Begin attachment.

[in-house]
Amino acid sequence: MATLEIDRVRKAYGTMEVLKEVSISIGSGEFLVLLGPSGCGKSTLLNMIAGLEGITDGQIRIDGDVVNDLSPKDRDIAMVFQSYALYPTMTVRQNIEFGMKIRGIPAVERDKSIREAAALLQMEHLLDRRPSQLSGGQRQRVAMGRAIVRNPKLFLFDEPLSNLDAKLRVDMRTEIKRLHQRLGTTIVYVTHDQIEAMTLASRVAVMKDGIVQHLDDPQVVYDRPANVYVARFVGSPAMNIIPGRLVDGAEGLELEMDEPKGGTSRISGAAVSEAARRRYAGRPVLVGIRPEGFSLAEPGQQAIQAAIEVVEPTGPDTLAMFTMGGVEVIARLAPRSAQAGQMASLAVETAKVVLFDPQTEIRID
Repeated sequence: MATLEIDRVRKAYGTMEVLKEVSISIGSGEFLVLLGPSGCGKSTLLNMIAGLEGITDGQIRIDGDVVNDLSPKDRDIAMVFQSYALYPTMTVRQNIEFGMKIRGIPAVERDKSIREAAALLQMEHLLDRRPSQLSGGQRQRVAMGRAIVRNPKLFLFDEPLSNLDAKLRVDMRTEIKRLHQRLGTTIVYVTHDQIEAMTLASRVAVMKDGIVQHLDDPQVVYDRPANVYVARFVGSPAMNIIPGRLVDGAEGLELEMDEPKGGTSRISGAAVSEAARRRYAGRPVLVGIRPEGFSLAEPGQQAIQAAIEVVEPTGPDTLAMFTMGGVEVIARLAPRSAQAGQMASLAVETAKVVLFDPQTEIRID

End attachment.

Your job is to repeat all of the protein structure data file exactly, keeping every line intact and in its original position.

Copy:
[in-house]
Amino acid sequence: MATLEIDRVRKAYGTMEVLKEVSISIGSGEFLVLLGPSGCGKSTLLNMIAGLEGITDGQIRIDGDVVNDLSPKDRDIAMVFQSYALYPTMTVRQNIEFGMKIRGIPAVERDKSIREAAALLQMEHLLDRRPSQLSGGQRQRVAMGRAIVRNPKLFLFDEPLSNLDAKLRVDMRTEIKRLHQRLGTTIVYVTHDQIEAMTLASRVAVMKDGIVQHLDDPQVVYDRPANVYVARFVGSPAMNIIPGRLVDGAEGLELEMDEPKGGTSRISGAAVSEAARRRYAGRPVLVGIRPEGFSLAEPGQQAIQAAIEVVEPTGPDTLAMFTMGGVEVIARLAPRSAQAGQMASLAVETAKVVLFDPQTEIRID
Repeated sequence: MATLEIDRVRKAYGTMEVLKEVSISIGSGEFLVLLGPSGCGKSTLLNMIAGLEGITDGQIRIDGDVVNDLSPKDRDIAMVFQSYALYPTMTVRQNIEFGMKIRGIPAVERDKSIREAAALLQMEHLLDRRPSQLSGGQRQRVAMGRAIVRNPKLFLFDEPLSNLDAKLRVDMRTEIKRLHQRLGTTIVYVTHDQIEAMTLASRVAVMKDGIVQHLDDPQVVYDRPANVYVARFVGSPAMNIIPGRLVDGAEGLELEMDEPKGGTSRISGAAVSEAARRRYAGRPVLVGIRPEGFSLAEPGQQAIQAAIEVVEPTGPDTLAMFTMGGVEVIARLAPRSAQAGQMASLAVETAKVVLFDPQTEIRID